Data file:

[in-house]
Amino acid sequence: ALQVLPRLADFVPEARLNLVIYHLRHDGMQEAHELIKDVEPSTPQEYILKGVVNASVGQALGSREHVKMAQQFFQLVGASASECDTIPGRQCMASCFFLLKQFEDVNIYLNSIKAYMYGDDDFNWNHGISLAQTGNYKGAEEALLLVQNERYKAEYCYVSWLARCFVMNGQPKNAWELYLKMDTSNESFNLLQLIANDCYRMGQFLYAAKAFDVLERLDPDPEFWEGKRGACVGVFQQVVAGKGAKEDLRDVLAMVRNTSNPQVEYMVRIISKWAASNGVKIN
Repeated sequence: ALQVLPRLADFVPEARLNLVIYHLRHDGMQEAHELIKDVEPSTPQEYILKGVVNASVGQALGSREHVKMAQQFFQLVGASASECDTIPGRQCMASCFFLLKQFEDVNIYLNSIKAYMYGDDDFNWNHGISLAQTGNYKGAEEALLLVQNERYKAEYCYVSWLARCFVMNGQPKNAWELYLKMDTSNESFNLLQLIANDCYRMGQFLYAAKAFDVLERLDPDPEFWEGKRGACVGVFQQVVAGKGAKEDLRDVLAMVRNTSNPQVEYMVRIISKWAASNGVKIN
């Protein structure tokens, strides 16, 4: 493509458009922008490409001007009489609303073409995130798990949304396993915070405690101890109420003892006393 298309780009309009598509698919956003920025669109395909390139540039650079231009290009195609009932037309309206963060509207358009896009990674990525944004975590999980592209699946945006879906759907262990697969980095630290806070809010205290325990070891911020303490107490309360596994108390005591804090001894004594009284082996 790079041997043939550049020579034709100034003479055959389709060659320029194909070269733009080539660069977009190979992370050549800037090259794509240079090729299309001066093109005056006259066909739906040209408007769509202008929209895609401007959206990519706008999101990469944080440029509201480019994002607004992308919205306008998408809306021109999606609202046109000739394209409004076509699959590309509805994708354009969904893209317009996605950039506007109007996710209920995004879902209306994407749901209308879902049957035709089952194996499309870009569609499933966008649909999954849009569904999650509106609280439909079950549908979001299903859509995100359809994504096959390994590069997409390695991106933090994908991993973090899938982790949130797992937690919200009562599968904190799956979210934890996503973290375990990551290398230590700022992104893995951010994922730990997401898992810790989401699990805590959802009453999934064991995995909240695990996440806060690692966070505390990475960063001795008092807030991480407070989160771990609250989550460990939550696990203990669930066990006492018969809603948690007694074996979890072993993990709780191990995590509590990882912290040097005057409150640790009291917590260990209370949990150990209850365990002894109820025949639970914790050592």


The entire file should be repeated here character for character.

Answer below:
[in-house]
Amino acid sequence: ALQVLPRLADFVPEARLNLVIYHLRHDGMQEAHELIKDVEPSTPQEYILKGVVNASVGQALGSREHVKMAQQFFQLVGASASECDTIPGRQCMASCFFLLKQFEDVNIYLNSIKAYMYGDDDFNWNHGISLAQTGNYKGAEEALLLVQNERYKAEYCYVSWLARCFVMNGQPKNAWELYLKMDTSNESFNLLQLIANDCYRMGQFLYAAKAFDVLERLDPDPEFWEGKRGACVGVFQQVVAGKGAKEDLRDVLAMVRNTSNPQVEYMVRIISKWAASNGVKIN
Repeated sequence: ALQVLPRLADFVPEARLNLVIYHLRHDGMQEAHELIKDVEPSTPQEYILKGVVNASVGQALGSREHVKMAQQFFQLVGASASECDTIPGRQCMASCFFLLKQFEDVNIYLNSIKAYMYGDDDFNWNHGISLAQTGNYKGAEEALLLVQNERYKAEYCYVSWLARCFVMNGQPKNAWELYLKMDTSNESFNLLQLIANDCYRMGQFLYAAKAFDVLERLDPDPEFWEGKRGACVGVFQQVVAGKGAKEDLRDVLAMVRNTSNPQVEYMVRIISKWAASNGVKIN
């Protein structure tokens, strides 16, 4: 493509458009922008490409001007009489609303073409995130798990949304396993915070405690101890109420003892006393 298309780009309009598509698919956003920025669109395909390139540039650079231009290009195609009932037309309206963060509207358009896009990674990525944004975590999980592209699946945006879906759907262990697969980095630290806070809010205290325990070891911020303490107490309360596994108390005591804090001894004594009284082996 790079041997043939550049020579034709100034003479055959389709060659320029194909070269733009080539660069977009190979992370050549800037090259794509240079090729299309001066093109005056006259066909739906040209408007769509202008929209895609401007959206990519706008999101990469944080440029509201480019994002607004992308919205306008998408809306021109999606609202046109000739394209409004076509699959590309509805994708354009969904893209317009996605950039506007109007996710209920995004879902209306994407749901209308879902049957035709089952194996499309870009569609499933966008649909999954849009569904999650509106609280439909079950549908979001299903859509995100359809994504096959390994590069997409390695991106933090994908991993973090899938982790949130797992937690919200009562599968904190799956979210934890996503973290375990990551290398230590700022992104893995951010994922730990997401898992810790989401699990805590959802009453999934064991995995909240695990996440806060690692966070505390990475960063001795008092807030991480407070989160771990609250989550460990939550696990203990669930066990006492018969809603948690007694074996979890072993993990709780191990995590509590990882912290040097005057409150640790009291917590260990209370949990150990209850365990002894109820025949639970914790050592």